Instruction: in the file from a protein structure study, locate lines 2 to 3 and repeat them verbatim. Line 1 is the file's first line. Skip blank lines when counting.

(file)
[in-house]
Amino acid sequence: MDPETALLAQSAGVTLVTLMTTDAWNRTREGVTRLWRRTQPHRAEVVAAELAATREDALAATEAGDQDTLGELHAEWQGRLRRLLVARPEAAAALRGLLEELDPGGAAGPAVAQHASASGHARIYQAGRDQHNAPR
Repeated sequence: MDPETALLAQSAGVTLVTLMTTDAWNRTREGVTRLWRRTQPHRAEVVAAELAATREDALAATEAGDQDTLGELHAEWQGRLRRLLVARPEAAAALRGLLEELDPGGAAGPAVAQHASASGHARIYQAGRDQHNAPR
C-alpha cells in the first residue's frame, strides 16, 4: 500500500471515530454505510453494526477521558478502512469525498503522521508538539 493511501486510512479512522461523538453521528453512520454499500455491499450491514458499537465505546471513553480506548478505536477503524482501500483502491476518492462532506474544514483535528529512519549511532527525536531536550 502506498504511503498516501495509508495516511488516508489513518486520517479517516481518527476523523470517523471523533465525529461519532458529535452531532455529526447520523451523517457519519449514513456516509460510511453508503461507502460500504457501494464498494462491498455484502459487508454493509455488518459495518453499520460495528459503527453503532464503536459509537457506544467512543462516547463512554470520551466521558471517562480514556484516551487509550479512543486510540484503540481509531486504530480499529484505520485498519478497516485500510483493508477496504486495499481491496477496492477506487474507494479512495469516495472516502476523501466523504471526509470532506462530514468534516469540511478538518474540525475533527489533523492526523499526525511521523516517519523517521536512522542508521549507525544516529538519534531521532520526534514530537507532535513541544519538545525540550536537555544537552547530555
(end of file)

Amino acid sequence: MDPETALLAQSAGVTLVTLMTTDAWNRTREGVTRLWRRTQPHRAEVVAAELAATREDALAATEAGDQDTLGELHAEWQGRLRRLLVARPEAAAALRGLLEELDPGGAAGPAVAQHASASGHARIYQAGRDQHNAPR
Repeated sequence: MDPETALLAQSAGVTLVTLMTTDAWNRTREGVTRLWRRTQPHRAEVVAAELAATREDALAATEAGDQDTLGELHAEWQGRLRRLLVARPEAAAALRGLLEELDPGGAAGPAVAQHASASGHARIYQAGRDQHNAPR